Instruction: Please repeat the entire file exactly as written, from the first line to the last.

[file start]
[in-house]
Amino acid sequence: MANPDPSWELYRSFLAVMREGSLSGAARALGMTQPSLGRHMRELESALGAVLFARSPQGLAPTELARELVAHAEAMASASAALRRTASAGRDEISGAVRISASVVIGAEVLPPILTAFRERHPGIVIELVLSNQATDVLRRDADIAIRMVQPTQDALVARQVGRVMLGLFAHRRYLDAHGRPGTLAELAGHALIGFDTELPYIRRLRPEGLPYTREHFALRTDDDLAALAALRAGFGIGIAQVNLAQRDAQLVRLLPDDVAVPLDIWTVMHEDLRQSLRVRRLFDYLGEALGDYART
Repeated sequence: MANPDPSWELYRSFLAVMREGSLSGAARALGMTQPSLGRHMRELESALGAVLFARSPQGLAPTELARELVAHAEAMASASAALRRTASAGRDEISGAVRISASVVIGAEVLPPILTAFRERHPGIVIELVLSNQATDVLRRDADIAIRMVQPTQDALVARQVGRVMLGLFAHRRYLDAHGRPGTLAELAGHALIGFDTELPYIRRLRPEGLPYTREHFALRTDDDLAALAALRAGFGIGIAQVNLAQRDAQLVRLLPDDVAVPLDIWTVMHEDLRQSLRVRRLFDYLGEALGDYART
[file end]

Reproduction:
[in-house]
Amino acid sequence: MANPDPSWELYRSFLAVMREGSLSGAARALGMTQPSLGRHMRELESALGAVLFARSPQGLAPTELARELVAHAEAMASASAALRRTASAGRDEISGAVRISASVVIGAEVLPPILTAFRERHPGIVIELVLSNQATDVLRRDADIAIRMVQPTQDALVARQVGRVMLGLFAHRRYLDAHGRPGTLAELAGHALIGFDTELPYIRRLRPEGLPYTREHFALRTDDDLAALAALRAGFGIGIAQVNLAQRDAQLVRLLPDDVAVPLDIWTVMHEDLRQSLRVRRLFDYLGEALGDYART
Repeated sequence: MANPDPSWELYRSFLAVMREGSLSGAARALGMTQPSLGRHMRELESALGAVLFARSPQGLAPTELARELVAHAEAMASASAALRRTASAGRDEISGAVRISASVVIGAEVLPPILTAFRERHPGIVIELVLSNQATDVLRRDADIAIRMVQPTQDALVARQVGRVMLGLFAHRRYLDAHGRPGTLAELAGHALIGFDTELPYIRRLRPEGLPYTREHFALRTDDDLAALAALRAGFGIGIAQVNLAQRDAQLVRLLPDDVAVPLDIWTVMHEDLRQSLRVRRLFDYLGEALGDYART